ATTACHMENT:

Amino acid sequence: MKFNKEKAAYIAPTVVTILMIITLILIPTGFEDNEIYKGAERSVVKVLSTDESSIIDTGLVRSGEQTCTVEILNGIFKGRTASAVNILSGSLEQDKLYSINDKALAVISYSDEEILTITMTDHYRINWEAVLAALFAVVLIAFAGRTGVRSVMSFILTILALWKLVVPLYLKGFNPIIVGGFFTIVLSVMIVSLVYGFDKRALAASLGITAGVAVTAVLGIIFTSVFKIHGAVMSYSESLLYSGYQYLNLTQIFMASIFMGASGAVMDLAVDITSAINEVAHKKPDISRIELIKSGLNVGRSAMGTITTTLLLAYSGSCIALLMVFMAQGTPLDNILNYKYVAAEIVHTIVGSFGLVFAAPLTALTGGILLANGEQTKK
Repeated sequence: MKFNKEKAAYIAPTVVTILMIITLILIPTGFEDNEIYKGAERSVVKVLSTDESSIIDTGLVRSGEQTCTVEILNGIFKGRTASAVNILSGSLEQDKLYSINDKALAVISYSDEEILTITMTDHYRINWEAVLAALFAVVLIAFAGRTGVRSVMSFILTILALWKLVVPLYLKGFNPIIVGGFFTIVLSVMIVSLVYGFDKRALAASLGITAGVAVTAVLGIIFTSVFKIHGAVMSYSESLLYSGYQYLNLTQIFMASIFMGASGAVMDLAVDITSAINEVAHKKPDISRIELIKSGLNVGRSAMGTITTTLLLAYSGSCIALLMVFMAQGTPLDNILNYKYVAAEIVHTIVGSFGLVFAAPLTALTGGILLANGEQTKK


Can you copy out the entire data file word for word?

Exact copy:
Amino acid sequence: MKFNKEKAAYIAPTVVTILMIITLILIPTGFEDNEIYKGAERSVVKVLSTDESSIIDTGLVRSGEQTCTVEILNGIFKGRTASAVNILSGSLEQDKLYSINDKALAVISYSDEEILTITMTDHYRINWEAVLAALFAVVLIAFAGRTGVRSVMSFILTILALWKLVVPLYLKGFNPIIVGGFFTIVLSVMIVSLVYGFDKRALAASLGITAGVAVTAVLGIIFTSVFKIHGAVMSYSESLLYSGYQYLNLTQIFMASIFMGASGAVMDLAVDITSAINEVAHKKPDISRIELIKSGLNVGRSAMGTITTTLLLAYSGSCIALLMVFMAQGTPLDNILNYKYVAAEIVHTIVGSFGLVFAAPLTALTGGILLANGEQTKK
Repeated sequence: MKFNKEKAAYIAPTVVTILMIITLILIPTGFEDNEIYKGAERSVVKVLSTDESSIIDTGLVRSGEQTCTVEILNGIFKGRTASAVNILSGSLEQDKLYSINDKALAVISYSDEEILTITMTDHYRINWEAVLAALFAVVLIAFAGRTGVRSVMSFILTILALWKLVVPLYLKGFNPIIVGGFFTIVLSVMIVSLVYGFDKRALAASLGITAGVAVTAVLGIIFTSVFKIHGAVMSYSESLLYSGYQYLNLTQIFMASIFMGASGAVMDLAVDITSAINEVAHKKPDISRIELIKSGLNVGRSAMGTITTTLLLAYSGSCIALLMVFMAQGTPLDNILNYKYVAAEIVHTIVGSFGLVFAAPLTALTGGILLANGEQTKK